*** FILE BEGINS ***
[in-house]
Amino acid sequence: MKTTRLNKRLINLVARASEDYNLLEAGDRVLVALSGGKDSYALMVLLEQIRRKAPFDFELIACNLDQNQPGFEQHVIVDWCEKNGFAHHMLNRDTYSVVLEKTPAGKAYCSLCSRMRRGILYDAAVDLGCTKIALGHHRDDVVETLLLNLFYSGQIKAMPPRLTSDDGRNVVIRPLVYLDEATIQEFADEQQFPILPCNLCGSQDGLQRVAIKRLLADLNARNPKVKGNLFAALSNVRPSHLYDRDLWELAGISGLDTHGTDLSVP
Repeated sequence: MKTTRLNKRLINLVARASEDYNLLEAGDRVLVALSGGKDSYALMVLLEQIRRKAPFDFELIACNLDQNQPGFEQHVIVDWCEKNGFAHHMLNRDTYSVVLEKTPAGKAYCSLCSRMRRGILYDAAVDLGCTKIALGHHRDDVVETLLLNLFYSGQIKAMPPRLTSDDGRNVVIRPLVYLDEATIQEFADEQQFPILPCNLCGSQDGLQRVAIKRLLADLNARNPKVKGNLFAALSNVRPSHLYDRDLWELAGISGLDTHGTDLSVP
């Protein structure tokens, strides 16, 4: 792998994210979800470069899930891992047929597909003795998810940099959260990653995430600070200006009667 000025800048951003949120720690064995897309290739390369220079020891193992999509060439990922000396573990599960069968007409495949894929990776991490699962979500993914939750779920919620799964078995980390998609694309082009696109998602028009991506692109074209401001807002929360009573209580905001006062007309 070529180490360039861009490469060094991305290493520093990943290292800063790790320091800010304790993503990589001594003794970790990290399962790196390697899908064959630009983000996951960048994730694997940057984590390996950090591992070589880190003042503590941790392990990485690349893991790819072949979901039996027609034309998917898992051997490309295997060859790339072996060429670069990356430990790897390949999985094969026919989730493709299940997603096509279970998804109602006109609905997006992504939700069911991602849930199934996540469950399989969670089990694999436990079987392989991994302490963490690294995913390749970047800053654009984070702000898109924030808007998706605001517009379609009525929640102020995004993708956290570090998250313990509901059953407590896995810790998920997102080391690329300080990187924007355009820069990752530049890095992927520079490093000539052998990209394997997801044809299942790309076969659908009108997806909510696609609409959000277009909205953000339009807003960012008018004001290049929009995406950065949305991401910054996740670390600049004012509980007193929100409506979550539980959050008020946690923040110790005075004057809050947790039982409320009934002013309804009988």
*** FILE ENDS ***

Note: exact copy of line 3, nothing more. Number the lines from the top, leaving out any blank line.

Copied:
Repeated sequence: MKTTRLNKRLINLVARASEDYNLLEAGDRVLVALSGGKDSYALMVLLEQIRRKAPFDFELIACNLDQNQPGFEQHVIVDWCEKNGFAHHMLNRDTYSVVLEKTPAGKAYCSLCSRMRRGILYDAAVDLGCTKIALGHHRDDVVETLLLNLFYSGQIKAMPPRLTSDDGRNVVIRPLVYLDEATIQEFADEQQFPILPCNLCGSQDGLQRVAIKRLLADLNARNPKVKGNLFAALSNVRPSHLYDRDLWELAGISGLDTHGTDLSVP